The doorbell rang. The long offensive peal of sound made Elaina McIvor jump and scrawl an unwanted line of red across the back of a zebra on her drawing board. Harrison arched his back and jumped soundlessly to the floor, then followed her as she slid from her stool and walked toward the door.
"Those kids," she muttered. "As flattering as all this is, I wish they'd get over their fascination with having me live next door." They were nice kids, she supposed, as far as kids went. Not that she knew a lot about children, in spite of the fact that they were the focus of her work. She knew even less about living in suburbia. But in the week she'd been here, her next door neighbors' two sons had disturbed her at work about twenty times a day. She was never going to get her current project completed at this rate, and then she'd be in trouble with the publisher who'd given her the job of illustrating the darned book. Oh, what the heck, she thought. Whoever had ever beard of a red-and-white zebra in the first place?
The bell was ringing again, a loud; irritating buzz instead of the nice, melodious chimes she'd had in her apartment. Maybe, she mused, she'd read those two little boys the story and threaten them with the same fate as its characters. That should put some distance between their visits.
She snatched open the door, ready to address her junior-sized neighbors, but instead her eyes met a pair of brown, bony knees. A large, over stuffed pink- and-blue plastic tote bag was bumping again them, with a baby bottle sticking out of the top. Those knees were connected to a pair of darkly tanned, muscular thighs with curling dark hair covering them right up t the ragged edges of a pair of cutoffs -- cutoffs that clung tightly to slim hips and flat belly. An expanse of bare skin extended above the faded denim shorts, terminating where the hem of cropped T-shirt covered it. An arrow of curling hair seemed to stitch the two garments together. A plump, pink baby sat perched astride that narrow waist, wearing a yellow sunsuit and happy grin. Elaina raised her startled gaze up and up and up until she encountered a pair of merry green eyes under dark brows. "Hi," said the owner of those eyes. "You Elaina McIvor?"
"Yes." She couldn't say anything else. The size of the man took her breath away. She was nearly six feet tall herself, and he towered over her. On his hip the baby looked ridiculously tiny. He smiled and said, "Oh, good. It's taken hours to track you down. "I'm Dr. Bradshaw."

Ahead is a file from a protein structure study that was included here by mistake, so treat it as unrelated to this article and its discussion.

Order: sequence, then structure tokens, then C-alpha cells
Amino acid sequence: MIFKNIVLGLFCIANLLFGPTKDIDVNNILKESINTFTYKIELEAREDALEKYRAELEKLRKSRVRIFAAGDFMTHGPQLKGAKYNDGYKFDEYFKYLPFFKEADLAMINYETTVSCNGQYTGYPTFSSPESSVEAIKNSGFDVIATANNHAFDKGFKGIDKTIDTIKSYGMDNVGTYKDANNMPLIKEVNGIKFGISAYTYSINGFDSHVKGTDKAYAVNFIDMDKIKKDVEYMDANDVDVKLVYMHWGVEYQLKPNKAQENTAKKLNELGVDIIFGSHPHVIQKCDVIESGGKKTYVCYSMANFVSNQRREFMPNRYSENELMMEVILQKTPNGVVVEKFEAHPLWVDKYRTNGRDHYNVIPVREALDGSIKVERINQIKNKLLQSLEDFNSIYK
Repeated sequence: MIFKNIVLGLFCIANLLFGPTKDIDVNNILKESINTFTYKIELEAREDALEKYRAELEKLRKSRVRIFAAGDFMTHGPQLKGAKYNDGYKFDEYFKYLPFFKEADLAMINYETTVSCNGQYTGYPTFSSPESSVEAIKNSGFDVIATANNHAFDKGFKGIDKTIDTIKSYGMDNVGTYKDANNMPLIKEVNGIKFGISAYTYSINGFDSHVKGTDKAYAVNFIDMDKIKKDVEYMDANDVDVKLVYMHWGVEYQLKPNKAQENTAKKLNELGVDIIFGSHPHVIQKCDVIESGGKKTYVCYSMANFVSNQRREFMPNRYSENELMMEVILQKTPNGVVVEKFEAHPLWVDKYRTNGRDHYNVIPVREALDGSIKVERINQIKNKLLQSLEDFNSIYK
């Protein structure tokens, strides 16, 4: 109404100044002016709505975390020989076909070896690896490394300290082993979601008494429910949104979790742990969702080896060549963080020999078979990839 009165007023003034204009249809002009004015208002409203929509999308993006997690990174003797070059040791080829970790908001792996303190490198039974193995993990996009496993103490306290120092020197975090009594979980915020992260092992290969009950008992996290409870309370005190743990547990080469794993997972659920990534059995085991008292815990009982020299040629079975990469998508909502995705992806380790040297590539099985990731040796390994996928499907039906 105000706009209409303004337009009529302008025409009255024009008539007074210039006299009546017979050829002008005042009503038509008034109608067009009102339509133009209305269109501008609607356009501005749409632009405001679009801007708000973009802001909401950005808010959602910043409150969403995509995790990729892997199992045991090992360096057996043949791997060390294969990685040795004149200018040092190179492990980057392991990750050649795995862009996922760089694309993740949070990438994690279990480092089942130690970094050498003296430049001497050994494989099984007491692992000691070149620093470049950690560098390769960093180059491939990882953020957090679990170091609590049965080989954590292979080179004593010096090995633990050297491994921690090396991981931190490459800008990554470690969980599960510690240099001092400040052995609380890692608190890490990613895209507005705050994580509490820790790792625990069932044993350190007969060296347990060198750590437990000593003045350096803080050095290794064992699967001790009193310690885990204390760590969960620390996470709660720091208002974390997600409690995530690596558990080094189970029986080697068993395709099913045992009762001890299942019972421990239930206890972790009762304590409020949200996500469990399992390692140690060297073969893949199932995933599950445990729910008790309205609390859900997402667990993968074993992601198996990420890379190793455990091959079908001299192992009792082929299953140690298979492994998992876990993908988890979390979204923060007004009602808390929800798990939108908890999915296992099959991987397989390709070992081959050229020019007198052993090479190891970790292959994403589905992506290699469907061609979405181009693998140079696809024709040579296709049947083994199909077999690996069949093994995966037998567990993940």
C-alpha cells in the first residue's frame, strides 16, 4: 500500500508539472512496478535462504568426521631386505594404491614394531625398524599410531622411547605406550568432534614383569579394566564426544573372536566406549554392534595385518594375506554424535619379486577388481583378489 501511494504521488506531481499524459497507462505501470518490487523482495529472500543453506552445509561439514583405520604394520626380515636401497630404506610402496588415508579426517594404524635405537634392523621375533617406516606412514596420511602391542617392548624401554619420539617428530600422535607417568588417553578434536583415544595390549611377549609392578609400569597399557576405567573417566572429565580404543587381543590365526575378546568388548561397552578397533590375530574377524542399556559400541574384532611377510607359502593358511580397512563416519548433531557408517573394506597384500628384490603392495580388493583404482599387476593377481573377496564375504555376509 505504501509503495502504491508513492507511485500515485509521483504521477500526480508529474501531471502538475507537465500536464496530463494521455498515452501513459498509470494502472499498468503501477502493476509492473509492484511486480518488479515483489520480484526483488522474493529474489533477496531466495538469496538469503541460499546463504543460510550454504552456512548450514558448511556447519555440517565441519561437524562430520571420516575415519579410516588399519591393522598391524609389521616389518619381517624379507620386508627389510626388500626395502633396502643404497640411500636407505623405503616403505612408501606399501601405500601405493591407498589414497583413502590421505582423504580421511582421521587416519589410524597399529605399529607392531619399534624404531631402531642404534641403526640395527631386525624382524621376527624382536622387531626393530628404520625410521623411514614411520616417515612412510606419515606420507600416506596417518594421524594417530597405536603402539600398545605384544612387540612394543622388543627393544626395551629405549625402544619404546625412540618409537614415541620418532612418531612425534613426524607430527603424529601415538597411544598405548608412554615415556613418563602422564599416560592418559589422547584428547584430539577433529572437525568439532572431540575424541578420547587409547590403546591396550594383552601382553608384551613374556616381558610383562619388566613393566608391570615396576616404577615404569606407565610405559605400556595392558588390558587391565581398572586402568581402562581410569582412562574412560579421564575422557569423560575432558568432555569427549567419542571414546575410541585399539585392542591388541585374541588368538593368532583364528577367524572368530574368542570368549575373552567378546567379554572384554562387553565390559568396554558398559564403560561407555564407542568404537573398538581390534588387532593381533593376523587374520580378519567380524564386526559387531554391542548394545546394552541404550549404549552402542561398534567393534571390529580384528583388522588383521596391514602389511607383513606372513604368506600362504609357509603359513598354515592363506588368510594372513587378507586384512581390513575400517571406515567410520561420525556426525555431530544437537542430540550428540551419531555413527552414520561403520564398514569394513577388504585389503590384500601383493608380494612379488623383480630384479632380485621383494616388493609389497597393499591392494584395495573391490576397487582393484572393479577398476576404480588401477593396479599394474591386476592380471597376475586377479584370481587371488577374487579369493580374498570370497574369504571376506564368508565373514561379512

At her blank look, he added, "From the University Hospital? Margo Lawrence is my patient so I volunteered to bring the baby." He thrust the baby into her arms. "This is Betsy. She's wet."
That was a perfectly redundant piece of information Elaina discovered as her arms went instinctively around the child. The man put the bag down at Elaina's feet and leaped off the porch, ignoring the three steps leading down to the walk.
"Wait!" she called out. "What is this?"
"A little girl," he said, slightly impatient. "Betsy. She's eleven months old. Oh! Didn't they call you yet?" He smacked his forehead with the heel of one hand. "And here I almost forgot. You must think I'm nuts;' This will explain things." He reached into the back pocket of his cutoffs and hauled out a folded envelope. Leaning over and stretching out an enormously long arm, he stuffed the envelope into the tote bag. Then be loped down the walk to the disreputable green van parked the wrong way at the curb.
"No! Wait!" Elaine called. "Come back here!" He slammed the driver's door and shouted out the widow as the van began to roll. "Later. I can't stop now, I'll be back."
Then the van was screeching away, lurching is it shot over to the right side of the street, leaving only a little cloud of blue smoke. When that was gone, she could almost believe that the van and the green-eyed man had been figments of her imagination -- except for one thing -- twenty pounds of warm, wet baby were riding astride her hip.